Remdesivir is an antiviral medicine originally developed as a treatment for Ebola virus infection. The drug also demonstrates activity against Paramyxoviridae (the family of viruses responsible for measles and mumps), Pneumoviridae (respiratory syncytial virus), and others. But it was its activity against the Coronaviridae family of viruses that led to considerable interest in remdesivir as a potential treatment for COVID-19.¹ ²
Following its confirmation as an effective treatment for SARS-CoV-2 infection, a type of coronavirus, remdesivir is now approved for treating COVID-19. Essentially, remdesivir interrupts the production of coronavirus. As with many other viruses, SARS-CoV-2 replicates and spreads using its genetic information, in this case, ribonucleic acid (RNA). Viral RNA contains the instructions for replicating itself. The virus then uses the cell’s production line to create the building blocks of new viruses and assemble them. Remdesivir disrupts the creation of an enzyme the RNA uses to make copies of the viral genetic material, and the virus can no longer multiply.³ ⁴ ⁵ ⁶
Remdesivir, also known by its brand name, Veklury, is approved by the US Food and Drug Administration (FDA) for the treatment of COVID-19 infection. It helps prevent more severe symptoms and improves survival.⁷ ⁸
The specific indications defined by the US FDA for treatment with remdesivir are the following:⁹
Adults, children, and infants ≥ 28 days of age and weighing a minimum of 3kg
Hospitalized with COVID-19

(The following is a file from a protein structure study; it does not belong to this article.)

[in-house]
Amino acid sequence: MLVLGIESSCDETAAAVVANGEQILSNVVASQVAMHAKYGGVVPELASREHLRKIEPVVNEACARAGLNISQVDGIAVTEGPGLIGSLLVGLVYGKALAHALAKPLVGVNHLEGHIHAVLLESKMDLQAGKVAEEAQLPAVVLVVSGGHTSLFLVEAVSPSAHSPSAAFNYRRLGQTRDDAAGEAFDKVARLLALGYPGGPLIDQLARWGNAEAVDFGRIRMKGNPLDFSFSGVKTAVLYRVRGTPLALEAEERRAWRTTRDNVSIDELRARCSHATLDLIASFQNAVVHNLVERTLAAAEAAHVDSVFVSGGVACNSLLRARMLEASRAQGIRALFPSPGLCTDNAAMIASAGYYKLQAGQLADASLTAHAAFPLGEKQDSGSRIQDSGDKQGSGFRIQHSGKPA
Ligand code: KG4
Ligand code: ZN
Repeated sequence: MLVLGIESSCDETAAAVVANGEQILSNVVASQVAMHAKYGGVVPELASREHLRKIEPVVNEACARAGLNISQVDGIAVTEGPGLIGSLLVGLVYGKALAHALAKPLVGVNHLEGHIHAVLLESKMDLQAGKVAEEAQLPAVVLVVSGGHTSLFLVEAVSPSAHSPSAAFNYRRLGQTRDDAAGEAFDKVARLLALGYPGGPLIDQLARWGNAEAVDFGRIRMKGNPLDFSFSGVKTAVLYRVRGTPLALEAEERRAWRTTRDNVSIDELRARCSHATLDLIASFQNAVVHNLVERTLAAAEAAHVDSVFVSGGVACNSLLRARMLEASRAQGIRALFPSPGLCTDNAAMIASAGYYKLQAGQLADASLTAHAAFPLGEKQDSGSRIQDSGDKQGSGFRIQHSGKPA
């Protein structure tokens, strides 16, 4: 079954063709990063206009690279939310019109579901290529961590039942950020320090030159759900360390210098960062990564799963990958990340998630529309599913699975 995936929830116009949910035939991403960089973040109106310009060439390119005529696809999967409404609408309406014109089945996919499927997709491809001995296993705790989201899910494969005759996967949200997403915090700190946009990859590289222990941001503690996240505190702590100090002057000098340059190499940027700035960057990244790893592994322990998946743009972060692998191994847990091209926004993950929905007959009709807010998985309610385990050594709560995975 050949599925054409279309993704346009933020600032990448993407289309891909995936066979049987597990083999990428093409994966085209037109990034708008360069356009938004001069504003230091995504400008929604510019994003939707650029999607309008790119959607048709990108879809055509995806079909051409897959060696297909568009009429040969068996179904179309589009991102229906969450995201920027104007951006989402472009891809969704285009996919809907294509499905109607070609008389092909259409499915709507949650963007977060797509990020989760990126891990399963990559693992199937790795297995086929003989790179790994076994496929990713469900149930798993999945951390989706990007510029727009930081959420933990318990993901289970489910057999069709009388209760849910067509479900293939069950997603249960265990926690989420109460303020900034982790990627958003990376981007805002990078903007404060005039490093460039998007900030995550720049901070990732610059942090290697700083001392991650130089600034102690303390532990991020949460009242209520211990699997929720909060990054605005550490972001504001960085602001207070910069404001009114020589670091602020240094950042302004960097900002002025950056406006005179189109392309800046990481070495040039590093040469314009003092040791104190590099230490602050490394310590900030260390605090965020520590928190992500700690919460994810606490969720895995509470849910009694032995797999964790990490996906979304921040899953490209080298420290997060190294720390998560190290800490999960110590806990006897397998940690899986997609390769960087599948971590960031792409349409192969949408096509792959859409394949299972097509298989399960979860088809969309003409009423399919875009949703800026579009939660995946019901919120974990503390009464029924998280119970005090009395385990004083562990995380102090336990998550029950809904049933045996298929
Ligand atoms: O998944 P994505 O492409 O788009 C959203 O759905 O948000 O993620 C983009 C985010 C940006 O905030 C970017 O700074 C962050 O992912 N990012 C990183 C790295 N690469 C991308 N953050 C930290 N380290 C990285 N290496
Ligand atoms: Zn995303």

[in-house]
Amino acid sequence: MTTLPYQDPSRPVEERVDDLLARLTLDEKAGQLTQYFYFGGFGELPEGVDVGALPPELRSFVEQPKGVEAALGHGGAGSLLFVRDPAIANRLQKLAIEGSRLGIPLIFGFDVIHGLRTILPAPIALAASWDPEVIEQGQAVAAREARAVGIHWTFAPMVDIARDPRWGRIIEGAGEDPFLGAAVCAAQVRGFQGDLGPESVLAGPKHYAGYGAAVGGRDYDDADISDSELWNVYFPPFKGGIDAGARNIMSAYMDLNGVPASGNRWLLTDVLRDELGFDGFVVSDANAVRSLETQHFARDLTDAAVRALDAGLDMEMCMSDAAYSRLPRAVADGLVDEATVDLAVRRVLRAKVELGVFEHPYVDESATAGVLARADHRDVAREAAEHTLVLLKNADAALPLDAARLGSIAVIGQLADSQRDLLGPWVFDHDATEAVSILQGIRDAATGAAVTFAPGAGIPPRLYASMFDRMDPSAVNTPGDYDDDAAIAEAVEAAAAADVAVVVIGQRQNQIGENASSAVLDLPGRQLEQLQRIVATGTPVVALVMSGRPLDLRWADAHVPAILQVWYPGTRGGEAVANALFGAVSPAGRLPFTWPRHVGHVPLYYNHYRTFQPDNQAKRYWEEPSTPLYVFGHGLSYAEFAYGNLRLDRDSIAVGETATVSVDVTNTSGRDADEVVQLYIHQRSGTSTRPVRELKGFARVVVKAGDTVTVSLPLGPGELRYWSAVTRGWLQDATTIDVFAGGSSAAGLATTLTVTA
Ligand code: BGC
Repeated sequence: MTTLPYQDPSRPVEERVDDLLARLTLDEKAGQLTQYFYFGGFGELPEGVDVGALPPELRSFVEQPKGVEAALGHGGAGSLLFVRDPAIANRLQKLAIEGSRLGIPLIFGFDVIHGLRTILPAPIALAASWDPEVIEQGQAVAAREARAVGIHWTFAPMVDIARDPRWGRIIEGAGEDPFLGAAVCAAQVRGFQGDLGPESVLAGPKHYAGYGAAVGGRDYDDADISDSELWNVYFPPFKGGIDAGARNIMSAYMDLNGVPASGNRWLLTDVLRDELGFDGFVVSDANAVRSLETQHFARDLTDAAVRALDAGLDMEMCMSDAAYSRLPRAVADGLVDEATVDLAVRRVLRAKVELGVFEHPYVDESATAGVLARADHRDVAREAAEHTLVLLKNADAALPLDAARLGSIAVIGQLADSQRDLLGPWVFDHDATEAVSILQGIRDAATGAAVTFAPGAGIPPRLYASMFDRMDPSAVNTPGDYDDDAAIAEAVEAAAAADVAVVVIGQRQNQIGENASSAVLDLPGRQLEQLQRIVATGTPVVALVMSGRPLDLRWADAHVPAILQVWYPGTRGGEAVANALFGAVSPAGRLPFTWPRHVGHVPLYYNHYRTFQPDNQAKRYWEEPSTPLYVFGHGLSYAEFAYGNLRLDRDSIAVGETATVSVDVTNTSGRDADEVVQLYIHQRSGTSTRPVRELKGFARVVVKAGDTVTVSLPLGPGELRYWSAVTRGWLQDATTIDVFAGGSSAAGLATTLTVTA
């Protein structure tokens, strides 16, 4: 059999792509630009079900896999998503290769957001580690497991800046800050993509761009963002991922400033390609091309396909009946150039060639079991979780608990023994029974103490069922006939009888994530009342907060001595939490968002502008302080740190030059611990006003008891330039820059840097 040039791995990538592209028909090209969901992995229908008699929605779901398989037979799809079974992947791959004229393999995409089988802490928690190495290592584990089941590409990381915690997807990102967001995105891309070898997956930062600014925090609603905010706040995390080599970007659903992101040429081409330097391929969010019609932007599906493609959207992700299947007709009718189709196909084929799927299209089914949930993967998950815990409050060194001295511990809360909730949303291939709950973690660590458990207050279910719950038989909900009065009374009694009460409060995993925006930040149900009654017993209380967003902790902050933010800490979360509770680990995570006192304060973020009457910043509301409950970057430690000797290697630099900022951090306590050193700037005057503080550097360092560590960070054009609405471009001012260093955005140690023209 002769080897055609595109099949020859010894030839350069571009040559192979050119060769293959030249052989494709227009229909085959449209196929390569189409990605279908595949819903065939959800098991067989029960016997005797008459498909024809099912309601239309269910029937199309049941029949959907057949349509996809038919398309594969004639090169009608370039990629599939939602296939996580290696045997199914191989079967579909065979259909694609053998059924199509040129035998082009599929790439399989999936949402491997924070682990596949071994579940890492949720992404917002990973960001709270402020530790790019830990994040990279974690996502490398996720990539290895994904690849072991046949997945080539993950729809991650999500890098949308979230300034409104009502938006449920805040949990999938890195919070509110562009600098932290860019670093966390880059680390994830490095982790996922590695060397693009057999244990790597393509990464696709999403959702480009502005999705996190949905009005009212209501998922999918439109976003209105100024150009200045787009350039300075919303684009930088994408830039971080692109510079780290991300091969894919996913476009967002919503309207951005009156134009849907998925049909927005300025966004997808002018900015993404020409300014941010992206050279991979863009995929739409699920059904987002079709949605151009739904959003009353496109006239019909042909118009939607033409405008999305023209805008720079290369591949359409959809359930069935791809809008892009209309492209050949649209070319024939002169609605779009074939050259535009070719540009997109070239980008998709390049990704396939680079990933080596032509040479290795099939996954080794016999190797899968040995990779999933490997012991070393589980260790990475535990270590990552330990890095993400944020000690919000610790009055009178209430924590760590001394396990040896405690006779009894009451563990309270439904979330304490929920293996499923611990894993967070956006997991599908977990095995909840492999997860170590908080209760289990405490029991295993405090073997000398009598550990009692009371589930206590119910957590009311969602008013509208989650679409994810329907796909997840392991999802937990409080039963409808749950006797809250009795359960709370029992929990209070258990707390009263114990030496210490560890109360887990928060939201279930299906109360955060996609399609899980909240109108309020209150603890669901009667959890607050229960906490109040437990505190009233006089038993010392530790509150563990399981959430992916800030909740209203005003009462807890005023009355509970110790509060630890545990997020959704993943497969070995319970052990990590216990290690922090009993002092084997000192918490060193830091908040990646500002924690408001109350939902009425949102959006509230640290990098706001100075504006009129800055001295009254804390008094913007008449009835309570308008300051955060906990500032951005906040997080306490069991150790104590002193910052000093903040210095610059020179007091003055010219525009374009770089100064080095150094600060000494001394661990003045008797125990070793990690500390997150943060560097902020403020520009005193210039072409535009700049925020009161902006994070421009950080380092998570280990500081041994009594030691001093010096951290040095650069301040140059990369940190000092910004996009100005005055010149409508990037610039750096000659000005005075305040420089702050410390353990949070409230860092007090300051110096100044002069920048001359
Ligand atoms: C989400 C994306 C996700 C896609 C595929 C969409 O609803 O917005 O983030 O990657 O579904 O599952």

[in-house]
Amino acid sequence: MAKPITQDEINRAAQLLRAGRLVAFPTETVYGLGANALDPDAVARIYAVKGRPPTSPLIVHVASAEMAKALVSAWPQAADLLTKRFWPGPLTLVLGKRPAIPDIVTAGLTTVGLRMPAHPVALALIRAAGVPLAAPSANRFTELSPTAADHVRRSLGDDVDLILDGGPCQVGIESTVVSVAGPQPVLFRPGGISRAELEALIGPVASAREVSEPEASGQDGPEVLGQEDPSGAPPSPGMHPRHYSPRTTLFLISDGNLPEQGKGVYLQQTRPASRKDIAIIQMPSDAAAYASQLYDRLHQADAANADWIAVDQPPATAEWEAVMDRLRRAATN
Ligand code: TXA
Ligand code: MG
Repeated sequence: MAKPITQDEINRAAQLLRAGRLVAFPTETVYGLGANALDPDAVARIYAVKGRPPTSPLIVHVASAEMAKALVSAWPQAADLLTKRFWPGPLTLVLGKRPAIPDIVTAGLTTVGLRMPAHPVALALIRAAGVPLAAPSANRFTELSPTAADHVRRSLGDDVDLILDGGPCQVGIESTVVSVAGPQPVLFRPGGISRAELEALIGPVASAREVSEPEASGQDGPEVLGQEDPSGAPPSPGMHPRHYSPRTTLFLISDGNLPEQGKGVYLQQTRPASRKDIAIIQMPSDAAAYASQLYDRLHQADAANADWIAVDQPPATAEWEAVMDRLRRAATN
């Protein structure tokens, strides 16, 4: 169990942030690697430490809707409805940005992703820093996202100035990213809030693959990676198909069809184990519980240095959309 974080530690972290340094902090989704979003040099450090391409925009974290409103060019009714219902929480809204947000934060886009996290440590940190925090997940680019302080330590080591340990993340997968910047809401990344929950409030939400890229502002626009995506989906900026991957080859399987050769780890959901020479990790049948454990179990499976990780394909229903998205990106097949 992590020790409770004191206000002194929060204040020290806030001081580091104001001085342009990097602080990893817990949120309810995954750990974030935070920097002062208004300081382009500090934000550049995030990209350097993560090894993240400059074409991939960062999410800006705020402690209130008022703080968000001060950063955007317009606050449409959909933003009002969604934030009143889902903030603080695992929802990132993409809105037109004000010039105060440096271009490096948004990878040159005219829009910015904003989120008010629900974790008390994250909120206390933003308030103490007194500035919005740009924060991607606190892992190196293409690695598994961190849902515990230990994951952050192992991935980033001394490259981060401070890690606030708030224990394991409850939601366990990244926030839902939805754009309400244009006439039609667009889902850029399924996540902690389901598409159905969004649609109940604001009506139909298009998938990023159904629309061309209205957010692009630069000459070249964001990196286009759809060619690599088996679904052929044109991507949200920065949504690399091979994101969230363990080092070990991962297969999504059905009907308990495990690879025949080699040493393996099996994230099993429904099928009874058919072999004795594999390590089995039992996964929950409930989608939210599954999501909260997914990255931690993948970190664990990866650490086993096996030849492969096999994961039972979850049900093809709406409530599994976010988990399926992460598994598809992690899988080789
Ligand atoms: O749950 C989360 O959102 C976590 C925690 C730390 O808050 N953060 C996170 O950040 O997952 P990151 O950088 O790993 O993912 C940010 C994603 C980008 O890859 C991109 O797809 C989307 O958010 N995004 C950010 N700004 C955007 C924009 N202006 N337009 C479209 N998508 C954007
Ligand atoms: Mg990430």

If not hospitalized, a patient must have mild-to-moderate COVID-19 and be at high risk for progressing into severe disease.
Patients should receive the medication as an intravenous (IV) infusion immediately after testing positive for COVID-19. Nonhospitalized patients should be treated within seven days of the symptoms starting. They can receive remdesivir at a local infusion center or hospital and are given daily doses for three days. However, patients are eligible for the drug only if they are in the following high-risk groups (according to the most updated National Institutes of Health (NIH) clinical treatment guidelines):¹⁰ ¹¹
Over age 50, and even higher risk at 65 and above
Immunocompromising medical condition
Taking immunosuppressant medication
Other patients at increased risk include those with any of the following:
Lapsed vaccination status or unvaccinated
Poor access to therapy due to disparities in care
The recommendation for hospitalized patients is that they receive treatment as soon as the diagnosis is made. The drug should be continued for 5–10 days, depending on the patient’s need for ventilatory support, including mechanical ventilation and extracorporeal membrane oxygenation (ECMO).
Initial studies demonstrated the drug’s effectiveness in treating earlier forms of SARS-CoV-2, such as the ancestral, beta, and delta variants. Although more recent trials have confirmed remdesivir maintains activity against omicron and its newer subvariant forms.¹² ¹³
If you test positive for coronavirus and are eligible for the treatment, call your doctor for an assessment to see if the remdesivir is suitable in your case. If it is appropriate, your doctor will inform you where the treatment can be administered.